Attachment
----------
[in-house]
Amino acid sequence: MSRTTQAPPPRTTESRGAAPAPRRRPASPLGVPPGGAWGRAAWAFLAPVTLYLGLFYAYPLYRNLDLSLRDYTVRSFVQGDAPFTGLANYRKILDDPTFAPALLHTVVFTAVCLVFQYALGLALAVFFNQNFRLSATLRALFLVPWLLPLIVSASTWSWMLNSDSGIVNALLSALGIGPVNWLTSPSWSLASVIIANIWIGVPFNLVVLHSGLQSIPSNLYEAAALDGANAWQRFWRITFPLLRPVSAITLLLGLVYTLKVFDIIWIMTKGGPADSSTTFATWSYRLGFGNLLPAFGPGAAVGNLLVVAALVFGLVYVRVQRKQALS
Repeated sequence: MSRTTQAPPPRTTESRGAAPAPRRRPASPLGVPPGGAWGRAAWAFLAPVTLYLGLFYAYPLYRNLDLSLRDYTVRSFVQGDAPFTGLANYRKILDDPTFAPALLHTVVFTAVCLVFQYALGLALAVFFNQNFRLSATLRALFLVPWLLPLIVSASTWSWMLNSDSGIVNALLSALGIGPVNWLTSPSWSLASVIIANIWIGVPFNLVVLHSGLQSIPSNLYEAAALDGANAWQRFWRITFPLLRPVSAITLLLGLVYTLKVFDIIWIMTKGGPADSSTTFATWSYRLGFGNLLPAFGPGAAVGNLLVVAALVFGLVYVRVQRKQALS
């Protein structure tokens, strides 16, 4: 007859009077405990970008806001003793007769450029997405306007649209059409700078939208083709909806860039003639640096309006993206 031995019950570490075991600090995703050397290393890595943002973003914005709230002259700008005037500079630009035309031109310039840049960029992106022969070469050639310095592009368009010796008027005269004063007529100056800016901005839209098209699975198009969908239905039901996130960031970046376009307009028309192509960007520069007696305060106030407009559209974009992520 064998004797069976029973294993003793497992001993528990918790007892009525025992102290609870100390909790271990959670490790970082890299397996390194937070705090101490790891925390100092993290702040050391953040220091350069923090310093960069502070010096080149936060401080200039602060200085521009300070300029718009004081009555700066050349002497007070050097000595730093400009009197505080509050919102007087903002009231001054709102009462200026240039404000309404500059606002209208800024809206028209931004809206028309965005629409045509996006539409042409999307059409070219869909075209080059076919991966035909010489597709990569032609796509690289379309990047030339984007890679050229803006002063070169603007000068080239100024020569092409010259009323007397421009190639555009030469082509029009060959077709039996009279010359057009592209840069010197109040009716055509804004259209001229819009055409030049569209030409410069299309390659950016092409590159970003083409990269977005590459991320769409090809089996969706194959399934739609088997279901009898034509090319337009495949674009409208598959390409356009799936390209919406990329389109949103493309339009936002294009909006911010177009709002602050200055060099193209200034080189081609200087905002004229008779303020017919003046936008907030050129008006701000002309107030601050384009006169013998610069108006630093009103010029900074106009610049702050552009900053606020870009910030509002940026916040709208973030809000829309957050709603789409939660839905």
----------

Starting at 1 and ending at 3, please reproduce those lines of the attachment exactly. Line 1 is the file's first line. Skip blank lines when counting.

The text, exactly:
[in-house]
Amino acid sequence: MSRTTQAPPPRTTESRGAAPAPRRRPASPLGVPPGGAWGRAAWAFLAPVTLYLGLFYAYPLYRNLDLSLRDYTVRSFVQGDAPFTGLANYRKILDDPTFAPALLHTVVFTAVCLVFQYALGLALAVFFNQNFRLSATLRALFLVPWLLPLIVSASTWSWMLNSDSGIVNALLSALGIGPVNWLTSPSWSLASVIIANIWIGVPFNLVVLHSGLQSIPSNLYEAAALDGANAWQRFWRITFPLLRPVSAITLLLGLVYTLKVFDIIWIMTKGGPADSSTTFATWSYRLGFGNLLPAFGPGAAVGNLLVVAALVFGLVYVRVQRKQALS
Repeated sequence: MSRTTQAPPPRTTESRGAAPAPRRRPASPLGVPPGGAWGRAAWAFLAPVTLYLGLFYAYPLYRNLDLSLRDYTVRSFVQGDAPFTGLANYRKILDDPTFAPALLHTVVFTAVCLVFQYALGLALAVFFNQNFRLSATLRALFLVPWLLPLIVSASTWSWMLNSDSGIVNALLSALGIGPVNWLTSPSWSLASVIIANIWIGVPFNLVVLHSGLQSIPSNLYEAAALDGANAWQRFWRITFPLLRPVSAITLLLGLVYTLKVFDIIWIMTKGGPADSSTTFATWSYRLGFGNLLPAFGPGAAVGNLLVVAALVFGLVYVRVQRKQALS